Concern at survey results

THERE is a general lack of awareness of major changes currently happening to the welfare system, a new survey has found.

The findings also cast doubt about how ready people are to handle benefit changes which are starting this month and rolling out over the next few years.

Undertaken by Turn2us, part of national charity Elizabeth Finn Care, the survey revealed that 32 per cent of people in Scotland claiming benefits that will be replaced by Universal Credit are unaware that their benefits will be affected. Of those who are aware, more than three-quarters 76 per cent said they are not confident that they know how or when it could affect their benefits and 90 per cent are concerned about its introduction.

The charity is currently running its third annual Benefits Awareness Month campaign to encourage people in financial need to check their entitlements and prepare for the significant changes that are coming into effect. A dedicated website has been launched to provide information about the changes at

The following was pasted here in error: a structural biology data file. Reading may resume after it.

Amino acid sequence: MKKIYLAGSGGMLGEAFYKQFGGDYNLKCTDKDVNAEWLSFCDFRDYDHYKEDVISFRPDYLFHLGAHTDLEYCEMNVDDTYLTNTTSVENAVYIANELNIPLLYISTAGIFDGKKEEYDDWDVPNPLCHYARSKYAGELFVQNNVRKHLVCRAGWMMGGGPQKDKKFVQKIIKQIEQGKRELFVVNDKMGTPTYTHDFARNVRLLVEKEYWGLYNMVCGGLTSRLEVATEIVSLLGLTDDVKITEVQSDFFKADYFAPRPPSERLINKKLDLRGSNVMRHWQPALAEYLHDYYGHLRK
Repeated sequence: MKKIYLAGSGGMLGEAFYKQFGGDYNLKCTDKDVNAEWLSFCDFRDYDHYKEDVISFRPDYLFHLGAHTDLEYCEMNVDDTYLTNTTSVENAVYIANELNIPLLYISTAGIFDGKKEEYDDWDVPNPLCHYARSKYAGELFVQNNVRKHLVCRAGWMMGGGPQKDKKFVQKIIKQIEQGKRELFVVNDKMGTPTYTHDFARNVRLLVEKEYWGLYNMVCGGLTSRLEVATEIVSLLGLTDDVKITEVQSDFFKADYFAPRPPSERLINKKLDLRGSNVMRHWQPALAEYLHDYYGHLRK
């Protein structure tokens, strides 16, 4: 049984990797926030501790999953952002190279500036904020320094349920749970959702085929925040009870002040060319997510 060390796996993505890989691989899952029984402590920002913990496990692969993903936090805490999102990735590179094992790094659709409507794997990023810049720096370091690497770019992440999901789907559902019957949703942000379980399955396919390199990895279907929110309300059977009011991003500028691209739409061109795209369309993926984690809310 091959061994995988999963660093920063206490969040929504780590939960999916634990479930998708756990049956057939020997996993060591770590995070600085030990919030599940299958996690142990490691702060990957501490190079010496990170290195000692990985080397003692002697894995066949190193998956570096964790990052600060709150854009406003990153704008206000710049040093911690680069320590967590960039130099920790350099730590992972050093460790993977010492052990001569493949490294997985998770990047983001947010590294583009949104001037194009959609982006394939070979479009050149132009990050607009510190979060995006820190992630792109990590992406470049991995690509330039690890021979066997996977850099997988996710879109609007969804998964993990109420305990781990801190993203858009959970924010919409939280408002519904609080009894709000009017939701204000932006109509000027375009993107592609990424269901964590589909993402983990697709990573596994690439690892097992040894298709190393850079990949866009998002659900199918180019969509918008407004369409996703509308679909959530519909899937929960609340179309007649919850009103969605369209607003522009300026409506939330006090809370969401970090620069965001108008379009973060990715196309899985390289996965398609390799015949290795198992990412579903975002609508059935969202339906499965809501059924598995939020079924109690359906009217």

It also features a benefits calculator to help users work out or check which welfare benefits and tax credits they may be entitled to.

Throughout the UK, the introduction of Universal Credit will affect five million tax credit customers and 3.5 million Housing Benefit customers, replacing Income Support, Income-based Jobseeker’s Allowance, Income-related Employment Support Allowance, Housing Benefit, Child Tax Credit and Working Tax Credit. It includes a new requirement for most claimants to apply online and will replace weekly with monthly payments.

Almost half of current claimants in Scotland said Universal Credit would make it harder to budget because they’re used to having their benefits paid more frequently and 45 per cent are concerned that the move to monthly payments means they could get into debt to cover the shortfall of payments. Others are anxious about supplying personal details online or concerned that their computer skills will not be strong enough to apply for support online.

Alison Taylor, director of Turn2us said: “Our latest research findings have confirmed what we have been hearing from the people we help for a number of months, that there is real uncertainty, confusion and concern over the forthcoming changes, despite the fact that there has been much work by the government to simplify the system. It is vital that people are armed with information that’s easy to understand and tailored to their situation.”

Further information about the charity’s campaign can be found at